Emergent Theology and The Omega of Heresies
by Adam Hendron
Ellen White’s 1904 prophecy regarding “the omega of heresies” appears to be fulfilled in today’s Emerging Church movement. This blossoming belief system was just budding in her day, with a new theory that the seer of Seventh-day Adventism identified as the “alpha of deadly heresies.” (Alpha is the first letter of the Greek alphabet; omega is the last.) “The omega will follow,” she said, “and will be received by those who are not willing to heed the warning God has given.”1
With chills of foreboding, Mrs. White heard a lecturer: “The subject upon which he was speaking was life, and the relation of God to all living things. In his presentation he cloaked the matter somewhat, but in reality he was presenting scientific theories which are akin to pantheism.”2
Pantheism is the idea that God is everything. Emergent theology teaches something akin to this, called panentheism—the idea that God is in everything. “God is enfolded in the world, so he has to be unfolded, and that’s where you get the concept of emergence.” So teaches Emergent leader Jürgen Moltmann, as summarized in the video, “Quantum Lie.”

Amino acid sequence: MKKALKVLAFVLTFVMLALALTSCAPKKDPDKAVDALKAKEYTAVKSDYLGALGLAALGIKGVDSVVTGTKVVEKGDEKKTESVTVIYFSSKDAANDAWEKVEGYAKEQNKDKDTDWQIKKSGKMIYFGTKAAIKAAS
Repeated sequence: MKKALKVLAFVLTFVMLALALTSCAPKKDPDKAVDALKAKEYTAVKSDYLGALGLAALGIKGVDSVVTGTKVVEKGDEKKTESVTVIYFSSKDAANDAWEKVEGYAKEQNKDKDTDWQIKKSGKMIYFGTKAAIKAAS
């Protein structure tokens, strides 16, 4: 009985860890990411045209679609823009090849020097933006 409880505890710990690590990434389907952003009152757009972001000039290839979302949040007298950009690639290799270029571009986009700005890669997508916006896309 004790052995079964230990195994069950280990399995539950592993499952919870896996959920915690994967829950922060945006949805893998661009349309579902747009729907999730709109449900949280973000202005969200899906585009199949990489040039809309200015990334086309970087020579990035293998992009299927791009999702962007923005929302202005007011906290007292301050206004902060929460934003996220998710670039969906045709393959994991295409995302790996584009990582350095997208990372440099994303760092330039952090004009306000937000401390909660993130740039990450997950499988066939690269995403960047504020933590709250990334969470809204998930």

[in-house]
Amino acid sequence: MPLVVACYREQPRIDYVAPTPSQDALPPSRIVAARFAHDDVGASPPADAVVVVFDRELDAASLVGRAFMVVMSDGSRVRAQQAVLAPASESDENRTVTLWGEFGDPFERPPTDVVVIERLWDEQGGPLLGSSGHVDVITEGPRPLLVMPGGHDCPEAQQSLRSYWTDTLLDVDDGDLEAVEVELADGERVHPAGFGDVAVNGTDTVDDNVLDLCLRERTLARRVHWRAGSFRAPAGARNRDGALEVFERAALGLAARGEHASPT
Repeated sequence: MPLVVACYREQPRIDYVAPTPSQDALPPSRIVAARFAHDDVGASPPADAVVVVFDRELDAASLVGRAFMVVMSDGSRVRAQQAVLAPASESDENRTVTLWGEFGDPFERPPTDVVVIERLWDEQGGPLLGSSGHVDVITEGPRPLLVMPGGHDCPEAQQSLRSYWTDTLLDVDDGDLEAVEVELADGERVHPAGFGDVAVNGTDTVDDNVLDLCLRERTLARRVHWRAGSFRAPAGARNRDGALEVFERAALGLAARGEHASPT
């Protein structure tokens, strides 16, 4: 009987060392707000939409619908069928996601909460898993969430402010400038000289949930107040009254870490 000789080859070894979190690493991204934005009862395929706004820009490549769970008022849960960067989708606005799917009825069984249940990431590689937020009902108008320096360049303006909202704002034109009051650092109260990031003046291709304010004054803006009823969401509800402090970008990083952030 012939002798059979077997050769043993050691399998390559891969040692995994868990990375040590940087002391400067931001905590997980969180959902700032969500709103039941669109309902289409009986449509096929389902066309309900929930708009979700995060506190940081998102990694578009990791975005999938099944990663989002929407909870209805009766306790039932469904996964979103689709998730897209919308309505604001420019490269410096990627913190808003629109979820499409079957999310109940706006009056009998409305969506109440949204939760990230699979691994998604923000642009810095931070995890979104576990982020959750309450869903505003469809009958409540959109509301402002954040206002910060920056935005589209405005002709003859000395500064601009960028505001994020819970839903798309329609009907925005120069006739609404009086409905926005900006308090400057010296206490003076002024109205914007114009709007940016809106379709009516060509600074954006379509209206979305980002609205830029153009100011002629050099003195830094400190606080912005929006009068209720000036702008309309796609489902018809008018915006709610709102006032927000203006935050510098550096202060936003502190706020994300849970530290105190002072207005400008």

Jesus says, “If any man hear my voice, and open the door, I will come in to him,” Revelation 3:20. But the new theology says Christ is already built into us; we just need to tease him out. “Part of the goodness of Creation is an inherent potential to generate new possibilities so that more and more goodness can emerge.”3
While he doesn't come out and call it “panentheism,” Emergent leader Rob Bell indeed uses scientific theories to cloak this heresy, just as the prophet described. In his “Everything is Spiritual” lecture, Bell sees God in sub-atomic particles. The Mars Hill pastor says quantum physicists are finding that “the universe at its core made up of some sort of relational energy.” All matter, that is, contains some of its Creator.
The Bible says Christ is Creator.4 It also says that Jesus will make his abode only in those who keeps his words.5 “Many will depart from the faith,” White warned, “giving heed to seducing spirits and doctrines of devils. We have now before us the alpha of this danger. The omega will be of a most startling nature.” Startling it is, to see that only a century later, a foundational tenet of Christianity—the need to invite Jesus into your heart—has been eliminated.